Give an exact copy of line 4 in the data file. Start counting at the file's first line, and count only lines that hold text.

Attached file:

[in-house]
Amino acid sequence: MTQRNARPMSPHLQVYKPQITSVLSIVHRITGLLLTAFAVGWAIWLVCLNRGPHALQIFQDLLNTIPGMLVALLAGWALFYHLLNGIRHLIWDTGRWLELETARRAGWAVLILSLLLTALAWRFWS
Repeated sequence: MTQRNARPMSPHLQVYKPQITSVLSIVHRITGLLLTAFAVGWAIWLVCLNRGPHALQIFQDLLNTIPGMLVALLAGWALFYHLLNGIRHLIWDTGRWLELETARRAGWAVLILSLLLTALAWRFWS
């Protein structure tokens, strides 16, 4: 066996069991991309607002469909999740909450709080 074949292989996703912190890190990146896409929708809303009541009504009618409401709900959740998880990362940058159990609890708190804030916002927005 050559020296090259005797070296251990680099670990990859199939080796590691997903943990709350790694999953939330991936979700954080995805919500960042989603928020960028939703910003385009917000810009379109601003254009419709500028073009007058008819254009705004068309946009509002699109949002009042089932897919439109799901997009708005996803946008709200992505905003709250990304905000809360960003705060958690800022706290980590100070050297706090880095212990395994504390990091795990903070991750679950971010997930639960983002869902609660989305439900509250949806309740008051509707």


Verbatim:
């Protein structure tokens, strides 16, 4: 066996069991991309607002469909999740909450709080 074949292989996703912190890190990146896409929708809303009541009504009618409401709900959740998880990362940058159990609890708190804030916002927005 050559020296090259005797070296251990680099670990990859199939080796590691997903943990709350790694999953939330991936979700954080995805919500960042989603928020960028939703910003385009917000810009379109601003254009419709500028073009007058008819254009705004068309946009509002699109949002009042089932897919439109799901997009708005996803946008709200992505905003709250990304905000809360960003705060958690800022706290980590100070050297706090880095212990395994504390990091795990903070991750679950971010997930639960983002869902609660989305439900509250949806309740008051509707």